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Why Zebras Don't Get Ulcers, Third Edition Paperback – August 26, 2004
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"Robert M. Sapolsky is one of the best science writers of our time."―Oliver Sacks
For the first edition of Why Zebras Don't Get Ulcers:
Sapolsky succeeds in interpreting technical material in a way that leaves readers with an understanding of how the same physiological responses, so well suited for dealing with short-term physical emergencies, can turn into potential disasters when chronically provoked for psychological or other reasons....The author has a way with words and images....you'll find plenty to intrigue you. ―The Washington Post
Robert Sapolsky wittily dissects the anatomy of human stress-response. ―The Wall Street Journal
About the Author
Robert M. Sapolsky is a professor of biology and neurology at Stanford University and a research associate with the Institute of Primate Research, National Museum of Kenya. He is the author of A Primate's Memoir and The Trouble with Testosterone, which was a Los Angeles Times Book Award finalist. A regular contributor to Discover and The Sciences, and a recipient of a MacArthur Foundation "genius" grant, he lives in San Francisco.
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I found this book to be a great read. I learned a lot about the sympathetic and parasympathetic nervous system, and the immune system. Anyone with "firstworldproblems" should read this book.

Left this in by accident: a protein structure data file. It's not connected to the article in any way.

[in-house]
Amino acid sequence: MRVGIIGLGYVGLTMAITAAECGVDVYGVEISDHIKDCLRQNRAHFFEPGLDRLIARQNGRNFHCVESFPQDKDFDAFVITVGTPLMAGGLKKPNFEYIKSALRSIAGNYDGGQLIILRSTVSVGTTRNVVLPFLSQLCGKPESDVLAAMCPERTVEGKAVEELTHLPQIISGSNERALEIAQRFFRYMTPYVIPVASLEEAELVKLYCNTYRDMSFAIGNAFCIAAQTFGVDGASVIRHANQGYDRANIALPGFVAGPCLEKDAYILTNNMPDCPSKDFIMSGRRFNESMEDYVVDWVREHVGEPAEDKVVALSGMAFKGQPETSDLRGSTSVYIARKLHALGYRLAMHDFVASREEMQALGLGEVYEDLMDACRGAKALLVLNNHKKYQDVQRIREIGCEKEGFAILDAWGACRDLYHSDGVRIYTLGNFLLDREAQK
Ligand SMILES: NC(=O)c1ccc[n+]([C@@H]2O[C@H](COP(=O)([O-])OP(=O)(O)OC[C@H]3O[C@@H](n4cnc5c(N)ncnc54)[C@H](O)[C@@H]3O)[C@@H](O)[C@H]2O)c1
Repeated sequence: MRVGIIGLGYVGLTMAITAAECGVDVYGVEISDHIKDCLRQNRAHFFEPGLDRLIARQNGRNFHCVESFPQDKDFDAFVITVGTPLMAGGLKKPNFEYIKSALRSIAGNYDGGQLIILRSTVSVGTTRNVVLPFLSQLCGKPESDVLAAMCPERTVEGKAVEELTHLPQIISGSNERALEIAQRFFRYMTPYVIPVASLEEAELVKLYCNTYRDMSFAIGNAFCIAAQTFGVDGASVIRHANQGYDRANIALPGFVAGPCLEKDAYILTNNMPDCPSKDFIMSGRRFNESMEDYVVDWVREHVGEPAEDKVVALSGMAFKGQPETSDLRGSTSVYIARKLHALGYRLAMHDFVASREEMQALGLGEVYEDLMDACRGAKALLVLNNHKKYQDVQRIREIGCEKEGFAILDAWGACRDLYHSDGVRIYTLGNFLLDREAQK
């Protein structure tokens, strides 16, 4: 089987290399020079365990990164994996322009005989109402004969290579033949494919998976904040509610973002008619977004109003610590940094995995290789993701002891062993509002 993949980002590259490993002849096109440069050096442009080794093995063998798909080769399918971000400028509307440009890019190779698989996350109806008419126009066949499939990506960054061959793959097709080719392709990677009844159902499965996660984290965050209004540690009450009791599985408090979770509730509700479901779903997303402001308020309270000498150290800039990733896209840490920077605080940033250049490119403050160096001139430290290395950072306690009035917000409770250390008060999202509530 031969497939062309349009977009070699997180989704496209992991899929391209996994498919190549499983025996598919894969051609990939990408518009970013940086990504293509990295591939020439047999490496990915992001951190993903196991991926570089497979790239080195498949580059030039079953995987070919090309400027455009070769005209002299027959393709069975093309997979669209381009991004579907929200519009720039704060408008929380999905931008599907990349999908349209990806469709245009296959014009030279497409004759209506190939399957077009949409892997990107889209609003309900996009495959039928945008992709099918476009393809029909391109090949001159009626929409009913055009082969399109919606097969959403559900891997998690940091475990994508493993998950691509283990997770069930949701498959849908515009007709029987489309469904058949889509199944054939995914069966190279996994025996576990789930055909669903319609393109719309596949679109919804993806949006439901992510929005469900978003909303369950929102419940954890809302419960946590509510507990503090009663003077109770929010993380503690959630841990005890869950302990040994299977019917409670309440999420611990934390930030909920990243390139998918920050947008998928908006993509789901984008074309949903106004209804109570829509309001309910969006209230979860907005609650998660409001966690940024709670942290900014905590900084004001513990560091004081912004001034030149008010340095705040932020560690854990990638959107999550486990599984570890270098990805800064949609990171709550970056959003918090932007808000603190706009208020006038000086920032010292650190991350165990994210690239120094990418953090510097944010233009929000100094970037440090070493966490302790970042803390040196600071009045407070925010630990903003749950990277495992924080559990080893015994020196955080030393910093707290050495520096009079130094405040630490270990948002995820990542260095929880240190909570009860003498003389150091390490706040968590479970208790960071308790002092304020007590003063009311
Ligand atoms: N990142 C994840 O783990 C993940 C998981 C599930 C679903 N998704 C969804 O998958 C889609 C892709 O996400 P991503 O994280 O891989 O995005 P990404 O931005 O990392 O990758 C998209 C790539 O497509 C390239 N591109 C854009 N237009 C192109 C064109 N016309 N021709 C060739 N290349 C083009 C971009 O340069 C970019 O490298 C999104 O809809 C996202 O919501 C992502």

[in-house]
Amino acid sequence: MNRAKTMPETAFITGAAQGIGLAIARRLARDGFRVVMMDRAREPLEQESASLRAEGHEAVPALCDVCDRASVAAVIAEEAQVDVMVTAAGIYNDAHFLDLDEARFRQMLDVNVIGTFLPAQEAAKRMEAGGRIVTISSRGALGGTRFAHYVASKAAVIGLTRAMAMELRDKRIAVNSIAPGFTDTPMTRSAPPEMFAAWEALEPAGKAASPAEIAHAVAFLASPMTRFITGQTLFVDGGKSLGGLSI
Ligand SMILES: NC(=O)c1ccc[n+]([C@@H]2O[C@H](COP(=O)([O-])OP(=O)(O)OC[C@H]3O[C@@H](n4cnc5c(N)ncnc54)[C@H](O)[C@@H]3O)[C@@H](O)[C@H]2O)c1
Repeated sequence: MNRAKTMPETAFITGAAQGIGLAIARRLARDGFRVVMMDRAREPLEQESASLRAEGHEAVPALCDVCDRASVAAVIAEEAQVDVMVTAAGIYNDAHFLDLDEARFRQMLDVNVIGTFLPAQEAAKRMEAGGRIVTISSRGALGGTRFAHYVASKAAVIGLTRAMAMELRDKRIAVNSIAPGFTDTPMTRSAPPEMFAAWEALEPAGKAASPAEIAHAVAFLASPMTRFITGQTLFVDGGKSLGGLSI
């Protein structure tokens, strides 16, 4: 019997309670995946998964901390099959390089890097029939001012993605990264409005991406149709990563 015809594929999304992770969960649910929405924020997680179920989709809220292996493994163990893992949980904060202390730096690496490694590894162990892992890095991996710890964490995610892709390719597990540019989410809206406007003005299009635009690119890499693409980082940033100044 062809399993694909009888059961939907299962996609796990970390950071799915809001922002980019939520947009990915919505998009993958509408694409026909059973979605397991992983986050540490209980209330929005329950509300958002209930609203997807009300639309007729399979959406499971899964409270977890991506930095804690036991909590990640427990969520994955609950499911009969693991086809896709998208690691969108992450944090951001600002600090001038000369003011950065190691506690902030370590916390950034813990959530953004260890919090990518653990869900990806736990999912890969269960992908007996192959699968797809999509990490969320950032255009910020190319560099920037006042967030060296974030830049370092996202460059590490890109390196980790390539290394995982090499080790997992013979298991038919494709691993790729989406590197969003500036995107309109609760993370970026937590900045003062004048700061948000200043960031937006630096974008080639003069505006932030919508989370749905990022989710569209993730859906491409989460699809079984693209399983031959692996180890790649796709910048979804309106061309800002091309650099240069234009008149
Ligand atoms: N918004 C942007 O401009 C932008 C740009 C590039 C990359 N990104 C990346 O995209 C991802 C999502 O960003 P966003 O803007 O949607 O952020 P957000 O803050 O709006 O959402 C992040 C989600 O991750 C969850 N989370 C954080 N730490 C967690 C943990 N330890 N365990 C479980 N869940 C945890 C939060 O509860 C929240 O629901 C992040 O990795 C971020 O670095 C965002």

This book contains a significant amount of technical discussion. For example, the author goes into detail about the release of stress hormones such as cortisol and norepinephrine. That being said the writing is still clear and easy to follow, even if you do not have a background in medicine or physiology.
In addition to considering the physiological aspects of stress, the author also talks considerably about the psychological aspects of stress. He writes for example about studies of attachment style, and what kinds of childhood environments lead to stress later in life.
Surprisingly, another treat about this book is the footnotes. The author shares humorous and informative anecdotes here such as why JFK had a bad back, the inner working of toilet bowls, and why hormones have their names.
I've tremendously enjoyed reading this book, and also Sapolsky's other book 'A Primates Memoir'. He makes science fun to read, and is world-class in his field. Granted the book is long, and the fact that the topic is stress all the way through did make it go slowly in some places. Nevertheless, if you have an interest in science, are not thrown off by technical discussions, and are looking for an eye-opening read then I'd recommend you give this book a go.